The United States will hold the dubious distinction starting on Sunday of having the developed world's highest corporate tax rate after Japan's drops to 38.01 percent, setting the stage for much political posturing but probably little tax reform.
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Japan and the United States have been tied for the top combined, statutory corporate rate, with levies of 39.5 percent and 39.2 percent, respectively. These rates include central government, regional and local taxes.
Japan's reduction , prompted by years of pressure from Japanese politicians hoping to spur economic growth, will give that country the world's second-highest rate.
This has triggered complaints from U.S. politicians and business groups.
"This isn't an April Fool's Day joke," said Senator Orrin Hatch, the leading Republican on the Senate Finance Committee.
"Every industrialized country around the globe understands that tax rates can determine whether or not businesses succeed or fail," Hatch said in a statement.
Across most of the political spectrum there is broad agreement that the U.S. corporate tax rate is too high, though few corporations actually pay that rate because the loophole-riddled tax code gives them lower "effective" rates.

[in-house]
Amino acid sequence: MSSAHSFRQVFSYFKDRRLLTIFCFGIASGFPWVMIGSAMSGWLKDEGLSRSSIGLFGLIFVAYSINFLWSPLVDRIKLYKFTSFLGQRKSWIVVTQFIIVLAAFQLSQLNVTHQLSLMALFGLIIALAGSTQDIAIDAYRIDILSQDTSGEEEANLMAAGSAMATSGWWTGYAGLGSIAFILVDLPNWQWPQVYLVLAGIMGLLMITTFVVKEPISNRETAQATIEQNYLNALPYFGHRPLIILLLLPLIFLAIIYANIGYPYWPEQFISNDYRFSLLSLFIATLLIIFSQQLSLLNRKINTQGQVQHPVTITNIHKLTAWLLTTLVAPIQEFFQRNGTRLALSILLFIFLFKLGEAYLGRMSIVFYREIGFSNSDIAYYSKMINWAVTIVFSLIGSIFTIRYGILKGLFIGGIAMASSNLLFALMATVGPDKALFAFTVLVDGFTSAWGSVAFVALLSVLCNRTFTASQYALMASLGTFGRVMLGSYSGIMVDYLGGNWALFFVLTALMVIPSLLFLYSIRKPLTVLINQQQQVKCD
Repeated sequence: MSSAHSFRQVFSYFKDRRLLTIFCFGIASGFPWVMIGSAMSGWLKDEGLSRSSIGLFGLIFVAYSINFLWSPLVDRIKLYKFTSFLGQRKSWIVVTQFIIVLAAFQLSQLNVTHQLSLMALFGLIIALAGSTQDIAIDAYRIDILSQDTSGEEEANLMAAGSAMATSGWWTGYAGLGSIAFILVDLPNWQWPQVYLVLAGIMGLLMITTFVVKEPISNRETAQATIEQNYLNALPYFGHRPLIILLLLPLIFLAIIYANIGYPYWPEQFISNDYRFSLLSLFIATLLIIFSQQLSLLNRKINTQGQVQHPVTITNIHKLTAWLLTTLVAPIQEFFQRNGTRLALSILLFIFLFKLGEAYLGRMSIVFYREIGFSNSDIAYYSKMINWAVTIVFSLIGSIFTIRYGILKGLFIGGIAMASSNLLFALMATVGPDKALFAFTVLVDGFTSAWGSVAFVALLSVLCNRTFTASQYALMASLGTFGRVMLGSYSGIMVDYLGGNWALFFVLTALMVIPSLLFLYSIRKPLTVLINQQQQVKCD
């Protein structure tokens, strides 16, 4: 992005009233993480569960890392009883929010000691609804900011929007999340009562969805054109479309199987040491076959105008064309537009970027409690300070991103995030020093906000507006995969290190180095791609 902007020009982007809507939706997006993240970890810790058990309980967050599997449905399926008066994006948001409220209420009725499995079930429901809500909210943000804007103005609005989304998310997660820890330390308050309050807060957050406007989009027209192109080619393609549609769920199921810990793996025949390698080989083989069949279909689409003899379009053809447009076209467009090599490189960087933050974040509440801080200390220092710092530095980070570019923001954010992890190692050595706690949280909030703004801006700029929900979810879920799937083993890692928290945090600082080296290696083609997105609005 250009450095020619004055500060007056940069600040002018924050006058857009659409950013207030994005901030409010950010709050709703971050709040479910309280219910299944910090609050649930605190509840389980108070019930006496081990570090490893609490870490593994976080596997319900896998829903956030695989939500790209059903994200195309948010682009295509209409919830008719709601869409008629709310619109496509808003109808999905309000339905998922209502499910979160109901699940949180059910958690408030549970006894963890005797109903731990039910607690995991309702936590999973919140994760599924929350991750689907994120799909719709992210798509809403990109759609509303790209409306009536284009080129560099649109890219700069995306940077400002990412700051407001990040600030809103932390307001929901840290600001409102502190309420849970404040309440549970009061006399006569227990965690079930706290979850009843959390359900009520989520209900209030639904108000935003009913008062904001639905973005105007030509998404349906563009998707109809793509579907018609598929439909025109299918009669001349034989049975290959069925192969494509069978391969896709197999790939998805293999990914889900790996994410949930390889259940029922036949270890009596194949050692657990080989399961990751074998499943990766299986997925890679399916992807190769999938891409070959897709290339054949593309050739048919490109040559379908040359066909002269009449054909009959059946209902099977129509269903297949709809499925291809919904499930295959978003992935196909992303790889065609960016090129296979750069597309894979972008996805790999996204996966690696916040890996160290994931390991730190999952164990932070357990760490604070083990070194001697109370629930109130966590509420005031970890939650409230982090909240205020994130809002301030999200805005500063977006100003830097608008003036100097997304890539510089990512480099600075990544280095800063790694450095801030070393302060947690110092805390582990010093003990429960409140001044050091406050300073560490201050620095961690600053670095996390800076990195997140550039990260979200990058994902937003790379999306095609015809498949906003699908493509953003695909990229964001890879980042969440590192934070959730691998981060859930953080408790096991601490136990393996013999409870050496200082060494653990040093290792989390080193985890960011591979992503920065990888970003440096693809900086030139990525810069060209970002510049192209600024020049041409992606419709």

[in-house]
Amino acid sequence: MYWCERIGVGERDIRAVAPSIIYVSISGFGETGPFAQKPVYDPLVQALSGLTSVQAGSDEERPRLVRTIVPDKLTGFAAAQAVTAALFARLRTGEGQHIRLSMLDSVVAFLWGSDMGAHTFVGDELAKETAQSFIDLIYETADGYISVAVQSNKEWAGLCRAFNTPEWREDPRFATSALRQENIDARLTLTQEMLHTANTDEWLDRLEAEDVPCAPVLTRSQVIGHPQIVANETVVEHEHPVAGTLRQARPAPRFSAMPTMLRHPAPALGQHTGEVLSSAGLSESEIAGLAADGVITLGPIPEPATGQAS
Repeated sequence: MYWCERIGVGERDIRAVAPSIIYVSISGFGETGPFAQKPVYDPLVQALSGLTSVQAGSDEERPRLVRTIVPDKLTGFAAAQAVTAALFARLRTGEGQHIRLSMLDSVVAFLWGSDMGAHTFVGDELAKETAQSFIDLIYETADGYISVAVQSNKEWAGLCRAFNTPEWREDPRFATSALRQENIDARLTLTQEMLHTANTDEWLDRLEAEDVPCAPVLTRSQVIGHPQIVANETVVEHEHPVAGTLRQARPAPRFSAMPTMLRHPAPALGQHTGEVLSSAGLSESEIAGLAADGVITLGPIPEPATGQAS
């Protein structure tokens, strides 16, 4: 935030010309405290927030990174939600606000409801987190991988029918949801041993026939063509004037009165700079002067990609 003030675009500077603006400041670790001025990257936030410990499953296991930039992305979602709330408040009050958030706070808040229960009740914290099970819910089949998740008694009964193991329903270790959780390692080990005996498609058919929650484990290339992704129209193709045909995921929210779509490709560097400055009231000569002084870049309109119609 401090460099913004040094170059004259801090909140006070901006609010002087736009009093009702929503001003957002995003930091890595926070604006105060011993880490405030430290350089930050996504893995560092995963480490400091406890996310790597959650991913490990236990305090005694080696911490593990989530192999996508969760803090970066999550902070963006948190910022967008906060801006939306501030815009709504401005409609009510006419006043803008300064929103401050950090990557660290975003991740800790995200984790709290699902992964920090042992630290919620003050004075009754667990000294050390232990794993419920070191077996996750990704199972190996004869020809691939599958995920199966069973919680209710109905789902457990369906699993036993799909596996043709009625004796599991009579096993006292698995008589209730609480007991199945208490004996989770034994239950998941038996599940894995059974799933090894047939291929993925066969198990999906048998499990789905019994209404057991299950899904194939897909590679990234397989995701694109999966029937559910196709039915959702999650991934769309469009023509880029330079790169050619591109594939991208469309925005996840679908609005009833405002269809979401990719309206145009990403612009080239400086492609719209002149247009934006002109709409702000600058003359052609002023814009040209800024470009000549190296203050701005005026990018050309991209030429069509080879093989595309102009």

Republicans and Democrats agree that the tax code needs work. It has not been thoroughly overhauled in 25 years.
In February, President Barack Obama proposed a corporate tax reform blueprint that included a 28 percent top rate.
Republican presidential hopeful Mitt Romney has said he wants to cut the corporate rate to 25 percent.
The average 2012 corporate tax rate for the 34 developed countries is 25.4 percent, according to the Organization for Economic Co-operation and Development.
"As countries such as Canada and the United Kingdom have moved to reform their tax systems and lower rates to encourage economic growth, America's inaction puts American worldwide companies at a competitive disadvantage and threatens our economic recovery," said Bruce Josten, an official at the U.S. Chamber of Commerce.
Some U.S. companies pay close to the 35 percent top corporate tax rate; some pay nowhere near that, thanks to tax breaks that let them lower their "effective" tax rates.
Of the 30 companies in the Dow Jones industrial average, 19 told shareholders their effective rate for their 2011 fiscal years, mostly ending Dec. 31, was below Obama's proposed new tax rate, according to a Reuters analysis of securities filings.
Of these companies, three - telecom company AT&T, Bank of America, and insurance company Travelers - posted a tax gain.
These figures are taxes for shareholder accounting but not necessarily what was paid last year because Congress lets companies defer parts of their income tax for future years.